The 3′-UTR fragments of FGFR1 with wild-type (wt) or mutant (mut) miR-652 binding site were amplified by Shanghai GenePharma Co., Ltd. (Shanghai, China) and inserted into the pGL3 vector (Promega Corporation). The chemically generated luciferase reporter plasmids were designated as pGL3-FGFR1-3′-UTR wt and pGL3-FGFR1-3′-UTR mut, respectively. Cells were seeded into 24-well plates, and co-transfected with miR-652 mimics or miR-NC and pGL3-FGFR1-3′-UTR wt or pGL3-FGFR1-3′-UTR mut using Lipofectamine® 2000 reagent according to the protocol specified by the manufacturer. The transfected cells were harvested 48 h after co-transfection and assayed using a dual-luciferase reporter assay system (Promega Corporation) in accordance with the manufacturer's protocol. Firefly luciferase activity was normalized to that of the Renilla luciferase activity.

Western blot analysis

Total protein was isolated from tissue samples or cells using a Protein Extraction Reagent (Pierce; Thermo Fisher Scientific, Inc.). The concentration of the total protein was detected using a bicinchoninic acid assay kit (Beyotime Institute of Biotechnology). After centrifugation (14,000 × g) at 4°C for 15 min, equal amounts of proteins were subjected to SDS-PAGE (10% gel) and transferred onto polyvinylidene difluoride membranes (EMD Millipore). After the transfer, the membranes were blocked with 5% non-fat dried milk in Tris-buffered saline containing 0.1% Tween-20 (TBST) at room temperature for 1 h, and then incubated with primary antibodies overnight at 4°C. The primary antibodies used included rabbit anti-human FGFR1 antibody (cat no. ab173305; 1:1,000 dilution; Abcam) and rabbit anti-human GAPDH antibody (cat no. ab181602; 1:1,000 dilution; Abcam). After extensive washing with TBST, the membranes were incubated with horseradish peroxidase-conjugated goat anti-rabbit secondary antibody (cat. no. ab205718; 1:5,000 dilution; Abcam) for 2 h at room temperature. The protein signals were visualised using an Enhanced Chemiluminescence Plus reagent (GE Healthcare). Quantity One software version 4.62 (Bio-Rad Laboratories, Inc.) was utilized for densitometry.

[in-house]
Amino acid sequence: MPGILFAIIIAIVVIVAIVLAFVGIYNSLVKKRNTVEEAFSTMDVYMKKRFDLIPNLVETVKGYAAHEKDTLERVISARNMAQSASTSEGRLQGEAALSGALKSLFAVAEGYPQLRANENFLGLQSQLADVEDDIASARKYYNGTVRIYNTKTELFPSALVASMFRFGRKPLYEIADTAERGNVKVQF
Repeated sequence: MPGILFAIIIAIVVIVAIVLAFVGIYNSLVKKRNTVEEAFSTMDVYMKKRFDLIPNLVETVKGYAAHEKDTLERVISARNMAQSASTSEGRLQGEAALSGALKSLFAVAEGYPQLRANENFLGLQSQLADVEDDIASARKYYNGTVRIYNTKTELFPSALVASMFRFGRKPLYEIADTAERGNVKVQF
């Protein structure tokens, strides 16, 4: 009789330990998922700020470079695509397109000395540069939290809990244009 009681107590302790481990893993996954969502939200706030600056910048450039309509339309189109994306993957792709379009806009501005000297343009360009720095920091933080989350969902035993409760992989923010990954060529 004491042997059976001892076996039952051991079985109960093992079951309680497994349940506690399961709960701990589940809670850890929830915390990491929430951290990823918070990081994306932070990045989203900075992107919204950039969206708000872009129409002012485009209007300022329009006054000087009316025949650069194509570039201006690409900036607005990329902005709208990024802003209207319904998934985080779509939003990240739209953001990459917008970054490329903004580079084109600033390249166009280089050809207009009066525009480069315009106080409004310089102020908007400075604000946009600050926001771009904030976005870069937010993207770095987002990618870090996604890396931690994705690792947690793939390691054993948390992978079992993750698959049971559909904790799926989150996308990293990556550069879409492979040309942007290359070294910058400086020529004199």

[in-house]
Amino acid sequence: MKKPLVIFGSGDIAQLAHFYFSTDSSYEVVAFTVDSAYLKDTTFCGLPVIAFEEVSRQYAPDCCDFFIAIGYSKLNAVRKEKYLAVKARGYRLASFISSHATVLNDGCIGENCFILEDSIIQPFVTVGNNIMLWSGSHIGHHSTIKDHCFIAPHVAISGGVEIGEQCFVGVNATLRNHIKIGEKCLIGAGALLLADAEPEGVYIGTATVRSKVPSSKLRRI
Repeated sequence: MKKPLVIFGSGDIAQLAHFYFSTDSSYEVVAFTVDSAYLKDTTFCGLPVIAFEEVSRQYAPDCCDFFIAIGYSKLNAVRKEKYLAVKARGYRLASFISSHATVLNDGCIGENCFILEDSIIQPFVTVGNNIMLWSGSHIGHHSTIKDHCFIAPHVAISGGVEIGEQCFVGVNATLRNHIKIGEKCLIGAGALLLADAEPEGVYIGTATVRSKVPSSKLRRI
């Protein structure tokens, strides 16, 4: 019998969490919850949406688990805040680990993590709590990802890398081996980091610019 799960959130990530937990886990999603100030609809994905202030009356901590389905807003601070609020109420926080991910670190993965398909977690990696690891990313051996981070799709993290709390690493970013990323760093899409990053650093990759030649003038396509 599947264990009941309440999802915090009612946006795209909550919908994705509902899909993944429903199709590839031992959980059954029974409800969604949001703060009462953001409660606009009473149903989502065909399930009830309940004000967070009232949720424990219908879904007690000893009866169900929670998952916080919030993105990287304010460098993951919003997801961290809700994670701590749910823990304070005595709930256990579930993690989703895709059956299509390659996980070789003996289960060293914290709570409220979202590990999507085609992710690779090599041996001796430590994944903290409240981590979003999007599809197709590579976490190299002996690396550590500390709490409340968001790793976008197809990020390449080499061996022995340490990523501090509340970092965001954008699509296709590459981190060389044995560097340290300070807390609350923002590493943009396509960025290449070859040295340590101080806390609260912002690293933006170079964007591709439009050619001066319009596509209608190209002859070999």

Statistical analysis

All assays were repeated at least three times. The results are presented as the mean ± standard deviation and were analyzed with SPSS statistical software (version 11.0; SPSS, Inc.). The differences between groups were examined using a paired Student's t-test, Student's t-test or one-way analysis of variance. A post-hoc Student-Newman-Keuls test was used to test for significance between multiple groups. The correlation between miR-652 and FGFR1 mRNA levels in ESCC tissues was determined using Spearman's rank correlation analysis. P<0.05 was considered to indicate a statistically significant difference.

Results

miR-652 is significantly downregulated in ESCC tissues and cell lines

To illustrate the expression status of miR-652 in ESCC, 37 pairs of ESCC tissues and adjacent non-tumor tissues were collected. miR-652 expression levels were significantly decreased in ESCC tissues compared with that of the adjacent non-tumor tissues (Fig. 1A; P<0.05). Additionally, the expression level of miR-652 was determined in four ESCC cell lines (KYSE70, KYSE150, TE-1 and Eca109) and a normal human esophageal epithelial cell line (HET-1A). The expression levels of miR-652 were lower in the aforementioned ESCC cell lines relative to HET-1A cells (Fig. 1B; P<0.05).

miR-652 suppresses the proliferation and invasiveness of ESCC cells

To explore the biological functions of miR-652 in the development of ESCC, miR-652 mimics and miR-NC were chemically synthesized, and then transiently transfected into TE-1 and Eca109 cells which expressed the lowest levels of miR-652 of the four ESCC cell lines. Following transfection, miR-652 was significantly upregulated in TE-1 and Eca109 cells transfected with miR-652 mimics compared with the miR-NC-transfected cells (Fig. 2A; P<0.05). The regulatory effect of miR-652 overexpression on ESCC cell proliferation was evaluated by a CCK-8 assay. miR-652 expression significantly decreased cell proliferation after 2 days compared with the miR-NC-transfected cells in both cell lines (Fig. 2B; P<0.05). Additionally, miR-652 upregulation significantly decreased the invasiveness of TE-1 and Eca109 cells (Fig. 2C; P<0.05). These data thus suggest that miR-652 may serve an inhibitory role in the proliferation and invasion of ESCC cells.

FGFR1 is a direct target gene of miR-652 in ESCC cells